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Chapter 12: Phoenix; "Bushmills: 400 Years in the Making”

 

Detail of the Electric Railway passing Dunlucc Castle on
 the north Antrim coast

When Old Bushmills finally hit the headlines, it was for all the wrong reasons. On 25th November 1885, about 11pm, disaster struck when fire took hold of the distillery and gutted the building. The Coleraine Chronicle reported:

"...two years ago the building was refitted with all the necessary improvements, and it was only within the last fortnight that the latest invention was introduced —namely, the electric light."

The article went on to say that the manager Mr Andrews managed to save the light...but not much else.

The place, with the exception of the grain store, is entirely gutted, and nothing remains but the bare walls and the charred burned wood of the other appliances."


Within three years of this disaster an illustration published in George Henry Bassett's The Book of Antrim, shows the entire distillery had been re-built. "In fact," writes the author, "there is nothing old about the place except the whiskey." Whatever the cause of the fire in 1885, it does not seem to have been the newly installed electrics, because we are told: "To guard against another burning, electricity is used for lighting purposes in every department." Most importantly, the fire doesn't seem to have impacted on that North Antrim resilience, as in 1886 the distillery took home another Gold Medal, this time from the Exposition d'Alimentation et d'Economie Domestique in Paris. Given the events of November 1885, this was quite an achievement.

In 1887 Harper's Weekly Gazette first published, in serial form, a collection of essays that would eventually be published as The Whisky Distilleries of the United Kingdom. The author was Alfred Barnard, and it is thanks to him that we finally get picture of the industry in its Victorian prime. Barnard visited 129 Scottish, 28 Irish and 4 English whiskey distilleries. He evidently enjoyed himself so much that a couple of years later he took it upon himself to compile The Noted Breweries of Great Britain and Ireland, which runs to four volumes. A tough job I guess, but someone had to do it.

Here is his account of the journey into Bushmills town:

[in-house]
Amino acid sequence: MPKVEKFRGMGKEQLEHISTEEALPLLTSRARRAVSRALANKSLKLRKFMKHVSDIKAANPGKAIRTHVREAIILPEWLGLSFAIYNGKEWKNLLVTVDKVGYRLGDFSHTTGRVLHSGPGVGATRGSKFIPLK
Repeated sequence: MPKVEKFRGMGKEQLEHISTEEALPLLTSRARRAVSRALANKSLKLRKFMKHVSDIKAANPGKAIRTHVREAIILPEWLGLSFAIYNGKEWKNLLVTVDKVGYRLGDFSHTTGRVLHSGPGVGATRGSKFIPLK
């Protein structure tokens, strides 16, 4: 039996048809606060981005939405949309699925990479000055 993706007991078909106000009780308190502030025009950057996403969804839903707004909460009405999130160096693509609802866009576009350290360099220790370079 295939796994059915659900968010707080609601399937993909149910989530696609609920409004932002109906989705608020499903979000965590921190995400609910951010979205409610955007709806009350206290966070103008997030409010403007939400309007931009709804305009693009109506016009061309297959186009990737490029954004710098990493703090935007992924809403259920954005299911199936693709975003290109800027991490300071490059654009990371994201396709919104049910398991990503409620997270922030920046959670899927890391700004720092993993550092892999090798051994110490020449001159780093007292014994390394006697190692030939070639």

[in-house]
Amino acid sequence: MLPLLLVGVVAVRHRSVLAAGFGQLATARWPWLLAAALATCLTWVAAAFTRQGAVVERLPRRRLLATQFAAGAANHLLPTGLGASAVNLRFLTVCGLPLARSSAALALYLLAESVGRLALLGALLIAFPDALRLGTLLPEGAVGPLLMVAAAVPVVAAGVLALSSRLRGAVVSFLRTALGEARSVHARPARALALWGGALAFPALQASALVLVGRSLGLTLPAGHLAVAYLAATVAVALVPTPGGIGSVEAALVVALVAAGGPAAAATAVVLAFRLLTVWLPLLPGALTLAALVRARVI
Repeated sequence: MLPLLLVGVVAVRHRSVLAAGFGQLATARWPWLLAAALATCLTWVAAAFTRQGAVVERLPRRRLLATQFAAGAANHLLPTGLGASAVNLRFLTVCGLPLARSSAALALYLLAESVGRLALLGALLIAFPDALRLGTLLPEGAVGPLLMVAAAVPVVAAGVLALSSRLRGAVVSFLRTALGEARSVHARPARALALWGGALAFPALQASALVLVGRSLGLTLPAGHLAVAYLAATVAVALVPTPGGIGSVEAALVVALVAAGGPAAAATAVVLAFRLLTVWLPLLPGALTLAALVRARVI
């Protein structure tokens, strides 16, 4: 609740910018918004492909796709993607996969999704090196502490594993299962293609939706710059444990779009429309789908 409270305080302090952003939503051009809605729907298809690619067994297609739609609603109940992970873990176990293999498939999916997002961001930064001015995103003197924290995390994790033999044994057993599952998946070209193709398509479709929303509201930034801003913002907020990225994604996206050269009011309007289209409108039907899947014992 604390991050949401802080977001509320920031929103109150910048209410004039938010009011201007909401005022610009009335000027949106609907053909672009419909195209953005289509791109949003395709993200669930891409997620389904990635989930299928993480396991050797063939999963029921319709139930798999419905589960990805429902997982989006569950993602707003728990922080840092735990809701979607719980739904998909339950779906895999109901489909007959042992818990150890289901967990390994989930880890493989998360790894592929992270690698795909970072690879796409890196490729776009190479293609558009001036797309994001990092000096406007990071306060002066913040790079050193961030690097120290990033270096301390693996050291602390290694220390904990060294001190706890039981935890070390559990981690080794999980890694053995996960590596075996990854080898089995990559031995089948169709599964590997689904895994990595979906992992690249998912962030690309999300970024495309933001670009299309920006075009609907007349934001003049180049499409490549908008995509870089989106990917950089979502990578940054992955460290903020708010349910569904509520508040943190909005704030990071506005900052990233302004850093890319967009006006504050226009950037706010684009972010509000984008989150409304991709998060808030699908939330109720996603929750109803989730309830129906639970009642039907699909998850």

"We stayed over Sunday at Portrush, and on Monday morning started for Bushman by the celebrated Electric Railway, which for nearly six miles climbs the hills and rocks overhanging the sea; after crossing the River Bush, we found ourselves at the old-fashioned town of Bushmills and within a few minutes' walk of the Distillery. This very old work is about two miles from the Giant's Causeway, which attracts a large number of tourists during the season, from all parts of the world. The Bush, from which the town takes its name, is a fine salmon river, and one of its tributaries ,a clear and beautiful stream, called 'Saint Columb's passes through the Distinct', being used by the proprietor sin the manufacture of their celebrated whiskey."

One of the problems with Barnard's account of his visit to Bushmills is that we are unsure when it happened. He doesn't refer to the tire at the distillery, so it is pretty safe to assume that he visited at an earlier date. He writes: "...the company have recently increased the capacity of their old pot stills". This is not something you would do if the stills had just been replaced.

Barnard does not mention what kind of whiskey is made here, but he does give this detail for the Glen Distillery in Cork. At the time it was the only distillery in Ireland making all malt whiskey in the Scottish style. No doubt the proprietors of the Glen Distillery had spotted a gap in the market, a market that subsequently Bushmills moved into with stunning success.

The whiskey made at the North Antrim distillery at that time would have been pot-still whiskey, made from a mix of both malted and unmalted barley. This style of whiskey is unique to Ireland. Scotland had its single malt, Ireland its pot-still whiskey, but by the end of the 19th century the style was falling out of favour. The pot-still whiskey of the time was rich, oily and unctuous; the public wanted lighter whiskey, and blended Scotch was filling that market. The big Irish distilleries resisted change: they were in line, everyone else was out of step. That arrogance cost them dearly, but at Old Bushmills it seems that change wasn't feared.


This bottle of Old Bushmills Pure Malt whiskey was dis
tilled in 1882, just a few years before Alfred Barnard's visit. It is the oldest sample of Bushmills whiskey surviving today.

 

 


Written by Peter Mulryan

 

The text is an excerpt from "Bushmills: 400 Years in the Making" (pp. 43 - 45), written by Peter Mulryan, published 2008 by Appletree Press Ltd.

 



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